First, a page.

In a recent talk "The right to understand" for TED Sandra Fisher-Martins, translator and language-activist, made some interesting remarks about the complexity of language used in documents (legal, medical etc.) and how we could simplify it (btw, she also gives astounding statistics on literacy rates in Portugal). She argues for a civic movement, consumers becoming more demanding as to what is not only their daily need, but also a civic right: the right to understand.
"Next time you're handed a document you don't get, demand to understand. Put pride to one side for a bit and ask until it's all clear."
She also argues for drafters of these documents to write them in a way that general public would understand and not only the drafters themselves. After all, as Einstein once mentioned:
"If you can't explain it simply, you don't understand it well enough".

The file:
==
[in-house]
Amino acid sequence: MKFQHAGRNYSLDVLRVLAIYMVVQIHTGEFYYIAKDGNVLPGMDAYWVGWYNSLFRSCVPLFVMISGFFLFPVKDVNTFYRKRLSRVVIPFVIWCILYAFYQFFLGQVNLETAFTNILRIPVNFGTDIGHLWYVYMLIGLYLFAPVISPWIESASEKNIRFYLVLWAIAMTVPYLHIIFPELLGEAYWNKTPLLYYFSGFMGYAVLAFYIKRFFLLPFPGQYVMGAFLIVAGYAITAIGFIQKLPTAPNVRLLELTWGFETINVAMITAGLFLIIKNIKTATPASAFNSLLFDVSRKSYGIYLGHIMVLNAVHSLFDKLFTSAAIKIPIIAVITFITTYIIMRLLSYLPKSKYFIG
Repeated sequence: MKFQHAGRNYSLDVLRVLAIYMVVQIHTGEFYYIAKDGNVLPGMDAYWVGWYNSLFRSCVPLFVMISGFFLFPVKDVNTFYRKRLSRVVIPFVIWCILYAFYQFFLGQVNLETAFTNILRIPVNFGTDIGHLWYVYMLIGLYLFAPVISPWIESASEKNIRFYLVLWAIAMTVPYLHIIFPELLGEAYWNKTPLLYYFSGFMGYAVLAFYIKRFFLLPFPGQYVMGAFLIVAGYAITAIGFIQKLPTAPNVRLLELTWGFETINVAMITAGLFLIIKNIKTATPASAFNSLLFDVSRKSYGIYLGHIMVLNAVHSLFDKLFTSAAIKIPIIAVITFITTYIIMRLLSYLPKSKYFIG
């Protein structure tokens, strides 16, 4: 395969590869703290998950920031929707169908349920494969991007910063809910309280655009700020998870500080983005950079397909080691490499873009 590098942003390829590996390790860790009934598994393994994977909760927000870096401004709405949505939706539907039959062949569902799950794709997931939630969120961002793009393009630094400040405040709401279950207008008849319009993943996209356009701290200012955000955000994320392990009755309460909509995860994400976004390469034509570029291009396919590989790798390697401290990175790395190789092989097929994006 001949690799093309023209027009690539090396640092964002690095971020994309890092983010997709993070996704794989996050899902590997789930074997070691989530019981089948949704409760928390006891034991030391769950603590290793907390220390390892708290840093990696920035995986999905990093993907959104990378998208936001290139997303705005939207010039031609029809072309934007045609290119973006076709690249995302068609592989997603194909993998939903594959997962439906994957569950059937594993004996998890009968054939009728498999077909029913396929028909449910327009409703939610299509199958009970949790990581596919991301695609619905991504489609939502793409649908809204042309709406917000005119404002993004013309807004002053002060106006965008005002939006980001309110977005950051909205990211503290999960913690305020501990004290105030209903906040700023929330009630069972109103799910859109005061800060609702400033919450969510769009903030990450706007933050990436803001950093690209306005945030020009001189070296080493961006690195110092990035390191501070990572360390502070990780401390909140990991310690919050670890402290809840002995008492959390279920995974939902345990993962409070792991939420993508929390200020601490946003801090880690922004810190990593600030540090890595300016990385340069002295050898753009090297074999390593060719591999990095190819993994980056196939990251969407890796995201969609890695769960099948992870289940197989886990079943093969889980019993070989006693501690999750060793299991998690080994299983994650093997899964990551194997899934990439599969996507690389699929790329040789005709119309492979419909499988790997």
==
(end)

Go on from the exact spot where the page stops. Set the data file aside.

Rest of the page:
So how do you simplify the language? She advises to write the documents as if you were writing it for your grandmother, without patronizing her and with respect. You use three techniques to do it:
"First of all, you start with what's most important. Grandma is busy. She's not going to read three full pages just to get to the main idea. (...) Second, use short sentences. Because Grandma. like any of us, if the sentences are too long, by the time she gets to the end, she won't remember the beginning. Finally, the third: use simple words - those that Grandma already knows."